AI Rewires Our Work Model
Today let’s explore how our work (model) changes in a world with AI. Specifically, let’s look at how technology changes distribution costs and production costs at the individual level and more importantly what it means for the future of work.
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The Internet (stacking on top of previous technology and innovation) moved the world from one of scarcity to one of abundance.
During each technological revolution, technology took what we considered to be “work” and did that work for us. Along the way, it lowered the cost to accessing tools, products and capabilities … increasingly at the individual level.
With the internet, consuming anything is a mere button click away.
Now with AI (artificial intelligence), creating anything is a mere button click away.
AI drastically changes our model of work, enabling the individual creator to produce (in some cases) at the level of the Firm.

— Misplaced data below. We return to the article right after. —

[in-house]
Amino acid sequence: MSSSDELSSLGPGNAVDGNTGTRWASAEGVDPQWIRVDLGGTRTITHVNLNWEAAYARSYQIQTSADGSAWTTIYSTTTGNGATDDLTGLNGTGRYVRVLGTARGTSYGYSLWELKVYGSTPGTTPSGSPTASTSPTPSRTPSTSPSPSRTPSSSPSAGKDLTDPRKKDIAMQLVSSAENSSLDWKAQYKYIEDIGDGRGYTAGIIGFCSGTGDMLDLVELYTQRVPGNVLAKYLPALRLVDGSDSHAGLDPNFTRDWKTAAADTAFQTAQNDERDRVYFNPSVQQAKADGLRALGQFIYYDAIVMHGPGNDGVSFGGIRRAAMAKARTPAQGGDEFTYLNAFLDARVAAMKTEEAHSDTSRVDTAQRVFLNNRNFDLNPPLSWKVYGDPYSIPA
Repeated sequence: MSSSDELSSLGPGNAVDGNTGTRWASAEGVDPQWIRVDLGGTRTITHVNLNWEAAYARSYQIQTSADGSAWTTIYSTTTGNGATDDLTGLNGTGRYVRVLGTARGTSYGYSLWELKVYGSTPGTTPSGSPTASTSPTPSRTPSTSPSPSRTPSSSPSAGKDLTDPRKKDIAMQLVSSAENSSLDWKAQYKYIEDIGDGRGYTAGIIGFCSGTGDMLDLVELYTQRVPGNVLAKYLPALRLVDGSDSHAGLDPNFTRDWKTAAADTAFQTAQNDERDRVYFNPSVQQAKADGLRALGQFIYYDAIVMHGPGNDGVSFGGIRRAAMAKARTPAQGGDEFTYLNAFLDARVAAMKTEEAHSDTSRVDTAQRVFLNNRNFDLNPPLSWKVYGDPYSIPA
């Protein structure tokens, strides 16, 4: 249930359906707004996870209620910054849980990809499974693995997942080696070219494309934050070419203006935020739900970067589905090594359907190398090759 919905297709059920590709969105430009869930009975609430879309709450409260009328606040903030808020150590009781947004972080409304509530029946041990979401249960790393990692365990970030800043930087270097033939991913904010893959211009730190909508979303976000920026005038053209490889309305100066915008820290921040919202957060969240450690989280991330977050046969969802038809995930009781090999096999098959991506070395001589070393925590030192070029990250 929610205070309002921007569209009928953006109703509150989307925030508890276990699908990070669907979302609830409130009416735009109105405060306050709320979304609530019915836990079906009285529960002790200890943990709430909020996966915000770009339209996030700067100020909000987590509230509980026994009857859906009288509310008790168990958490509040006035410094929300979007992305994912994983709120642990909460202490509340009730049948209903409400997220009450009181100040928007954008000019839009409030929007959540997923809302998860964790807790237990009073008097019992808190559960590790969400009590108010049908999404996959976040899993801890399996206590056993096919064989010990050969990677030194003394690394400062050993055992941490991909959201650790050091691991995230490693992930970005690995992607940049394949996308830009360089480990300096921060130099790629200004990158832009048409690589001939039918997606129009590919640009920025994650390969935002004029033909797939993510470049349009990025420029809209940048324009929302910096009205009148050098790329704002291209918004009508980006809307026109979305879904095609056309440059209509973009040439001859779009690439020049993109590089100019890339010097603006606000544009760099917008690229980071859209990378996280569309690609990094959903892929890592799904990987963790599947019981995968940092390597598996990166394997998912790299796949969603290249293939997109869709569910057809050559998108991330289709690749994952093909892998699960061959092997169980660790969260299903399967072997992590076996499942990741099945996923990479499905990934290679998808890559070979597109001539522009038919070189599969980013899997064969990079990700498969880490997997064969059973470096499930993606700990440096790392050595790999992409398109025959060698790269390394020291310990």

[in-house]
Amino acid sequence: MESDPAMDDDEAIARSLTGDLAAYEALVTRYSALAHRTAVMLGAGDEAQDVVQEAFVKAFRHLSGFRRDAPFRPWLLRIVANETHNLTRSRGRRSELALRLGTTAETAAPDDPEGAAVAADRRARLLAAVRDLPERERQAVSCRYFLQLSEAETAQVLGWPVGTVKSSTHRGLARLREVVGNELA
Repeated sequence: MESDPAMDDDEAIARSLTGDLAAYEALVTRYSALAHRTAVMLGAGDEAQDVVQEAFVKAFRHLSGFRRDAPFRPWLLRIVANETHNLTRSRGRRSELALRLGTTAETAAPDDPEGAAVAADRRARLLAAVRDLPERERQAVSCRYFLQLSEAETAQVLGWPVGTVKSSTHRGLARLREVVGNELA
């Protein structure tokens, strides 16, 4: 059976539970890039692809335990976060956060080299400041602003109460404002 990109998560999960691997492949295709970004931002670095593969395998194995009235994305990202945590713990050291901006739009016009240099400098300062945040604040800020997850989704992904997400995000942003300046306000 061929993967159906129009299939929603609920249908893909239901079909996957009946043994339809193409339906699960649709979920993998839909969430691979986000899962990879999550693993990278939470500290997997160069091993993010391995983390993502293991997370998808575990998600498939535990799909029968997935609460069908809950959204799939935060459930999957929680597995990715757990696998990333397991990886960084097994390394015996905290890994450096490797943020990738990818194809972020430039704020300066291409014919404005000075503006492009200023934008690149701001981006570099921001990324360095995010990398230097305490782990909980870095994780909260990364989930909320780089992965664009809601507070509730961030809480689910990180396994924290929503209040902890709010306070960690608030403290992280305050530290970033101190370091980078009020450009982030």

The Nature of the Firm
Our predominant model of work has largely stayed the same over the last ~200 years.
The work model has two components:
An Input-Output model based on time / hours worked
A Firm exists to manage the relationship between input (workers, hours worked or anything internal to a business) and output (product, dealing with customers or anything external to a business).
Input-Output Model Based On Time
In the Industrial era, the input is the number of hours that a worker works, and the output is the product produced. More input leads to more output — to produce more of a widget you have to work more hours.